An Avocado, a School Science Fair Project, and Some Serendipity Lead to New Natural Food Coloring

Here is a cool story that just might help solve the problems so many consumers have with the coal tar-based synthetic food dyes currently dominating the commercial processed food market…


 

Holy guacamole: Food-coloring startup gives avocado pits new life

When Greg Ziegler was helping his son decide on a science fair project, Ziegler, a professor of food science at Penn State, didn’t consult the tea leaves for guidance. Instead, he found the answer — and the idea for his future company — while making guacamole…

Ziegler and his team have discovered how to capture unlikely colors — blood reds to Tang-like oranges — from avocado seeds, using a process that’s part science-part miracle of nature. Many fruits and vegetables carry an enzyme called polyphenol oxidase besides polyphenols, and when exposed to air, they begin to turn brown due to enzymatic reactions. Apples, for instance, with their high concentration of polyphenols, brown up shortly after a bite is taken.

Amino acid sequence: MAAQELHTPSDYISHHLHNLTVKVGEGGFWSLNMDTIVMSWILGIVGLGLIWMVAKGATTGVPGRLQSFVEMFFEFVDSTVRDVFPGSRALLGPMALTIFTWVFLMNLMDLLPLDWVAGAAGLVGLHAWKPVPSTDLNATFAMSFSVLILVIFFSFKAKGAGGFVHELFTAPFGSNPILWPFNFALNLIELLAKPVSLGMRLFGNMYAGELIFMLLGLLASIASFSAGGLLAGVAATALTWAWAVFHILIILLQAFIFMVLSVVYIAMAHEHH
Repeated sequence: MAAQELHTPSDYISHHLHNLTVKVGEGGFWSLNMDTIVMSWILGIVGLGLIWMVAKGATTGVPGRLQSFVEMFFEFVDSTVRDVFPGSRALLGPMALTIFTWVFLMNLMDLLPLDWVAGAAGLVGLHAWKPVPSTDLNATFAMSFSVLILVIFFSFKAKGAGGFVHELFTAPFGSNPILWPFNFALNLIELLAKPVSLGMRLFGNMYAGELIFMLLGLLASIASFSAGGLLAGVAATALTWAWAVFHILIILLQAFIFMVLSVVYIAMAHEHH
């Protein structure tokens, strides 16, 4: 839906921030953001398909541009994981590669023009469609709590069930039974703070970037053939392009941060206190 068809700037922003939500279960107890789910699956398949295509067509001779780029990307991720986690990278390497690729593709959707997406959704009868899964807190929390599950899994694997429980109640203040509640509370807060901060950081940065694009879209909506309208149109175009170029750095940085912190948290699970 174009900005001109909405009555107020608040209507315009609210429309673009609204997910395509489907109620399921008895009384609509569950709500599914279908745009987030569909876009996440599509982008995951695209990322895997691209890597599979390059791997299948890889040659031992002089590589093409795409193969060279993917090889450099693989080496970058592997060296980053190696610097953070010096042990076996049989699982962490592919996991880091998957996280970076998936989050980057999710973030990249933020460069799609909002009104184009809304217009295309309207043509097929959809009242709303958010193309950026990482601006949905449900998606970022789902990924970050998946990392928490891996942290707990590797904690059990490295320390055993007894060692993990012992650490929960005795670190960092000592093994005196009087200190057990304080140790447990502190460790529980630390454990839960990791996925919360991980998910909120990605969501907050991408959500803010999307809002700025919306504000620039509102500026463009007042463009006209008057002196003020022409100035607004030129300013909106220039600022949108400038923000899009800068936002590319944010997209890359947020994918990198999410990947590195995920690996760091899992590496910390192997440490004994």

But while avocado flesh reacts similarly, it’s what’s inside that matters. Because of unique substrates in their seeds, the reactions produce a radiant orange color instead of browns or blacks. A few tweaks to pH and concentration can result in different hues.

The idea has grown into a full-fledged business, called Persea Naturals after the genus name of avocados, and has already earned funding through a university research grant and the school’s Fund for Innovation.

The company’s brand, called AvoColor, has already tested the stable, water-soluble coloring in soda, ice cream and gummy bears. They’ve also tried it in cakes — frosting and crumbs included…